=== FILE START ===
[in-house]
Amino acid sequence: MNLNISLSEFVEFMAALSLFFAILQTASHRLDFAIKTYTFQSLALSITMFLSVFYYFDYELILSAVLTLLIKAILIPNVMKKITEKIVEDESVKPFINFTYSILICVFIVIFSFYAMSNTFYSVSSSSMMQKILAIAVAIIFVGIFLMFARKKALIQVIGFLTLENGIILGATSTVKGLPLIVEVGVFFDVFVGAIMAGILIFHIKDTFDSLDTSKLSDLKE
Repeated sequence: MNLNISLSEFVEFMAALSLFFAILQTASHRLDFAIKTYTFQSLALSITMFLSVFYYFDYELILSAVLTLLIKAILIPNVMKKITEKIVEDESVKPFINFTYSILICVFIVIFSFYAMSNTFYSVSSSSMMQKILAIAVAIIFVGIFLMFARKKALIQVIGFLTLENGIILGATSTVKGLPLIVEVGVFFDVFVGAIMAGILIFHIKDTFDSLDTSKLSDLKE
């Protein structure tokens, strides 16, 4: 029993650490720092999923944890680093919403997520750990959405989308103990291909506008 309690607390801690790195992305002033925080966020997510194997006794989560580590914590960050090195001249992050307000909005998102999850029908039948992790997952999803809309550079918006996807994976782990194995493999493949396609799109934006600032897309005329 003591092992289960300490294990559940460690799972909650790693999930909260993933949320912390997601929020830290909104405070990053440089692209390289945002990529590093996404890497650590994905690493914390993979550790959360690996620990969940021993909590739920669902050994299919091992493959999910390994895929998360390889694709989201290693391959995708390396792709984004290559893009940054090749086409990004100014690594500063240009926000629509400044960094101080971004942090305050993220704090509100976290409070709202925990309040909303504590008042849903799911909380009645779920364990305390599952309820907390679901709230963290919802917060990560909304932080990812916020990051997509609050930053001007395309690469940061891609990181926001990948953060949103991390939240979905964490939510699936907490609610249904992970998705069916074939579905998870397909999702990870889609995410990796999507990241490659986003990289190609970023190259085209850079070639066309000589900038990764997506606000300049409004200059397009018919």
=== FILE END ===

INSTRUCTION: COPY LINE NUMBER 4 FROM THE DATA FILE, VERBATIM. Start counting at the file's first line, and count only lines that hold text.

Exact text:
């Protein structure tokens, strides 16, 4: 029993650490720092999923944890680093919403997520750990959405989308103990291909506008 309690607390801690790195992305002033925080966020997510194997006794989560580590914590960050090195001249992050307000909005998102999850029908039948992790997952999803809309550079918006996807994976782990194995493999493949396609799109934006600032897309005329 003591092992289960300490294990559940460690799972909650790693999930909260993933949320912390997601929020830290909104405070990053440089692209390289945002990529590093996404890497650590994905690493914390993979550790959360690996620990969940021993909590739920669902050994299919091992493959999910390994895929998360390889694709989201290693391959995708390396792709984004290559893009940054090749086409990004100014690594500063240009926000629509400044960094101080971004942090305050993220704090509100976290409070709202925990309040909303504590008042849903799911909380009645779920364990305390599952309820907390679901709230963290919802917060990560909304932080990812916020990051997509609050930053001007395309690469940061891609990181926001990948953060949103991390939240979905964490939510699936907490609610249904992970998705069916074939579905998870397909999702990870889609995410990796999507990241490659986003990289190609970023190259085209850079070639066309000589900038990764997506606000300049409004200059397009018919």